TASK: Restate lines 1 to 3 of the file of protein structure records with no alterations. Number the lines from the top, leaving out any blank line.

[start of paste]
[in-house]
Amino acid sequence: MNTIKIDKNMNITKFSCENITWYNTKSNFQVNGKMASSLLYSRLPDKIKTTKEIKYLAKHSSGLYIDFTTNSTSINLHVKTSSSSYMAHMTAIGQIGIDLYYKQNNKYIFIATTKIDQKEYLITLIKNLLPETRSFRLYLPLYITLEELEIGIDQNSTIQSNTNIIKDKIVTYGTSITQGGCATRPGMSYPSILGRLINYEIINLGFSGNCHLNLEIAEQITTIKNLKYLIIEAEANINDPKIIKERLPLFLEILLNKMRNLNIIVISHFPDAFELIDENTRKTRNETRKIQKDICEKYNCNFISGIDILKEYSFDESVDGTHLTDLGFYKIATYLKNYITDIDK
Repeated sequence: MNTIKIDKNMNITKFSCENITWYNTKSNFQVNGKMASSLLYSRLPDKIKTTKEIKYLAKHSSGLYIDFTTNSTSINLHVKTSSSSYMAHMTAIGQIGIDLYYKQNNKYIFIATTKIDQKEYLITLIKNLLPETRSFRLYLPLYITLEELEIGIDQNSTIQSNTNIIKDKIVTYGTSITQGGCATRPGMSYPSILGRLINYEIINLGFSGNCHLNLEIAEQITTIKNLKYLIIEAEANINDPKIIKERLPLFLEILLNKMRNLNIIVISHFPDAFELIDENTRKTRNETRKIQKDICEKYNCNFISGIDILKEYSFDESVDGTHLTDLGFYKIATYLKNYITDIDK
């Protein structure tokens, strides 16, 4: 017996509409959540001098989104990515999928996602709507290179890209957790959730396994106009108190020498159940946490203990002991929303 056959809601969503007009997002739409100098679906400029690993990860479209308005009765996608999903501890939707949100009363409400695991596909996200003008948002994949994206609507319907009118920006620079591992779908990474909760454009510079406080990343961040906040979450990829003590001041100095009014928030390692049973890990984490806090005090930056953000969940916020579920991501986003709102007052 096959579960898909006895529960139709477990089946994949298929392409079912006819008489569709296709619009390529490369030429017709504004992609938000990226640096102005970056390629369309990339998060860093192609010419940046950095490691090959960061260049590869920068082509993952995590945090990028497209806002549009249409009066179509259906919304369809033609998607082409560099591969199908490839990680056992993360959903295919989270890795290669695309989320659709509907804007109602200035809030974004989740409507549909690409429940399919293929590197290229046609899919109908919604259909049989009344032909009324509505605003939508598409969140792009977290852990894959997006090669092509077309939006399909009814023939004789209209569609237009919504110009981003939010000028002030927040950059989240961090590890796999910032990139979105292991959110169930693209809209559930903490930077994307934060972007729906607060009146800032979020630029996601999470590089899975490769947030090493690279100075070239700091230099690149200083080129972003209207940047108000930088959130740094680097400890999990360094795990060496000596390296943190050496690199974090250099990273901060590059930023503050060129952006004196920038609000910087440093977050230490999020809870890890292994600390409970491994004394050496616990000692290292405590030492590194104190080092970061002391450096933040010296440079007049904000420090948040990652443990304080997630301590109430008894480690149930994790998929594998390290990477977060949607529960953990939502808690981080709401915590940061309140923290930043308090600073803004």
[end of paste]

[in-house]
Amino acid sequence: MNTIKIDKNMNITKFSCENITWYNTKSNFQVNGKMASSLLYSRLPDKIKTTKEIKYLAKHSSGLYIDFTTNSTSINLHVKTSSSSYMAHMTAIGQIGIDLYYKQNNKYIFIATTKIDQKEYLITLIKNLLPETRSFRLYLPLYITLEELEIGIDQNSTIQSNTNIIKDKIVTYGTSITQGGCATRPGMSYPSILGRLINYEIINLGFSGNCHLNLEIAEQITTIKNLKYLIIEAEANINDPKIIKERLPLFLEILLNKMRNLNIIVISHFPDAFELIDENTRKTRNETRKIQKDICEKYNCNFISGIDILKEYSFDESVDGTHLTDLGFYKIATYLKNYITDIDK
Repeated sequence: MNTIKIDKNMNITKFSCENITWYNTKSNFQVNGKMASSLLYSRLPDKIKTTKEIKYLAKHSSGLYIDFTTNSTSINLHVKTSSSSYMAHMTAIGQIGIDLYYKQNNKYIFIATTKIDQKEYLITLIKNLLPETRSFRLYLPLYITLEELEIGIDQNSTIQSNTNIIKDKIVTYGTSITQGGCATRPGMSYPSILGRLINYEIINLGFSGNCHLNLEIAEQITTIKNLKYLIIEAEANINDPKIIKERLPLFLEILLNKMRNLNIIVISHFPDAFELIDENTRKTRNETRKIQKDICEKYNCNFISGIDILKEYSFDESVDGTHLTDLGFYKIATYLKNYITDIDK